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The Manufacturer and the Concierge: BPM Software, Case Management, and the "Structured to Unstructured Continuum"

Ben Farrell
September 9, 2011

BPTrends has just published a great thought-piece from Macedon Consulting, Inc. founder Austin Rosenfeld. Austin examines BPM Software in the context of the continuum of structured to unstructured processes that we see in real-world business. For example, manufacturing processes focus on high repeatability in order to produce millions of identical widgets. These processes are highly structured, with every step - including possible exceptions - mapped out in a BPMN process diagram. At the other end of the spectrum, Austin describes the process scenario for a hotel concierge. This tends to be a very loosely structured stream of independent requests across a relatively unconstrained domain of content, and requiring a high - but unpredictable - level of consultative knowledge work.

In the business world, he states, "most processes fall somewhere in between the concierge and the manufacturing examples." Processes can have several phases, each with varying levels of structure. These real-world process scenarios point to dynamic case management, where some steps are structured, but there are "few or no constraints on the order of those activities or whether each activity is mandatory in any given instance."

The take-away of Austin's piece is that "From a technical standpoint, the design of a BPM system has now gone beyond the flow that a BPMN diagram can express." He then gives a run-down of key functionality a modern BPM suite must contain to address ad-hoc case management instances within a standard workflow:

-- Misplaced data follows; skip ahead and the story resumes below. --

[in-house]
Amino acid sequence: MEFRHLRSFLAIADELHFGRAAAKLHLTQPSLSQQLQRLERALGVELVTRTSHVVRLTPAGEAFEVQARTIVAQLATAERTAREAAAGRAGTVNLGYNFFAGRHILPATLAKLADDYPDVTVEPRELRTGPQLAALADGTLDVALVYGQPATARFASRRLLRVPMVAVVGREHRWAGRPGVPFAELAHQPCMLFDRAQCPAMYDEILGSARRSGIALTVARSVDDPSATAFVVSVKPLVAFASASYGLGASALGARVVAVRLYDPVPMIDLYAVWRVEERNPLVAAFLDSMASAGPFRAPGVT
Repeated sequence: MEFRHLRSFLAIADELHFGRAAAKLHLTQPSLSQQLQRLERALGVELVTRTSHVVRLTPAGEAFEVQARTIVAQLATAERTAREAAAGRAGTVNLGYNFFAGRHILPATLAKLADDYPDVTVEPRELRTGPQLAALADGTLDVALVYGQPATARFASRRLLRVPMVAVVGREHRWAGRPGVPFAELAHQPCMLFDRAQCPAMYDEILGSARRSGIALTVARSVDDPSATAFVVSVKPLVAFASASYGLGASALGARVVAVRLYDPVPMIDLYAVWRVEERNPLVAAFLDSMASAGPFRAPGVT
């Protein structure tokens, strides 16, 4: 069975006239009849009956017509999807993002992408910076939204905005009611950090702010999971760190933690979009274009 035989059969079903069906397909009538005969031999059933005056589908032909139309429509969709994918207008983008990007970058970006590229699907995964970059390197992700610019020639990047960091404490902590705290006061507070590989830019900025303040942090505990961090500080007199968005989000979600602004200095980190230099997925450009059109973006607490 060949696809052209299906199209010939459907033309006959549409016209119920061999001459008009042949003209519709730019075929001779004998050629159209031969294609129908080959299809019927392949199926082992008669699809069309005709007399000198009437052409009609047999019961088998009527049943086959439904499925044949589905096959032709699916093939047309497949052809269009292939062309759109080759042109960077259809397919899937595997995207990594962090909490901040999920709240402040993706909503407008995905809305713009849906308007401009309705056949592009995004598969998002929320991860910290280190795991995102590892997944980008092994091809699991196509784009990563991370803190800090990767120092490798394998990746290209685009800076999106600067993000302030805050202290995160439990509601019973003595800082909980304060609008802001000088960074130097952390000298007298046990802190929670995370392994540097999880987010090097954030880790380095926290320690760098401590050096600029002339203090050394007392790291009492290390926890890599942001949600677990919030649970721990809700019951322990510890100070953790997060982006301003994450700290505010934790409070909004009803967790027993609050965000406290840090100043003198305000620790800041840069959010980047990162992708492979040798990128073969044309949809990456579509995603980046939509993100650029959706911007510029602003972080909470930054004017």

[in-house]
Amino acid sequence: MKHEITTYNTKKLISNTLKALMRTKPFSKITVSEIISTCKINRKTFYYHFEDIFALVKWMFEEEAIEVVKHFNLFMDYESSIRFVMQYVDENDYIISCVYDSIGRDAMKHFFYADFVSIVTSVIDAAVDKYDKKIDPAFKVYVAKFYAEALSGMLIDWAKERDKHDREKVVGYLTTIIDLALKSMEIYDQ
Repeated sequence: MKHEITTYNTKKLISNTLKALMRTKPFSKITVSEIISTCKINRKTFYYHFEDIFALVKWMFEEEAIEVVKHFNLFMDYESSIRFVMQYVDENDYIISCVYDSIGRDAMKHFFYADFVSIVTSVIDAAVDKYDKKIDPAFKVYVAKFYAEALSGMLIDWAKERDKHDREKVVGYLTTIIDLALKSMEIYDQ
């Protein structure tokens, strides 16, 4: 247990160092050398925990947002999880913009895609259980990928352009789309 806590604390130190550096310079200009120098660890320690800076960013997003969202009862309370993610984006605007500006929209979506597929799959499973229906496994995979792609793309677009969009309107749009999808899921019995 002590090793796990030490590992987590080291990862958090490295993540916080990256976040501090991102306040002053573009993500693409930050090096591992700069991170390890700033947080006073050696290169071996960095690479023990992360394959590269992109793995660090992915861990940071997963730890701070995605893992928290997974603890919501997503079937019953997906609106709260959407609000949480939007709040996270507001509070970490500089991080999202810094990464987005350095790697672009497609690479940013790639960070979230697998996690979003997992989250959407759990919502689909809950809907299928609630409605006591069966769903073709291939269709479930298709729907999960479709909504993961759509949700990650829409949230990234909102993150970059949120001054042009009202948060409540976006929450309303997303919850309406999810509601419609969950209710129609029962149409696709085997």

• The context of the executing process is available to the people resolving the exception.

    • The possible resolutions to the exception are unconstrained, though the system may make suggestions.

    • The solution is recorded as a part of the process audit history and remains visible throughout the remaining life of the process.

    • The process can continue normal operations once the exception is resolved; the process does not have to be abandoned or restarted from the beginning.

He uses the metaphor of "a Facebook-style 'all-objects-and-events-are-discussion-threads'" to encapsulate this approach. This is, of course, precisely what we have done with Appian's Social BPM.

-Ben Farrell, Director, Corporate Communications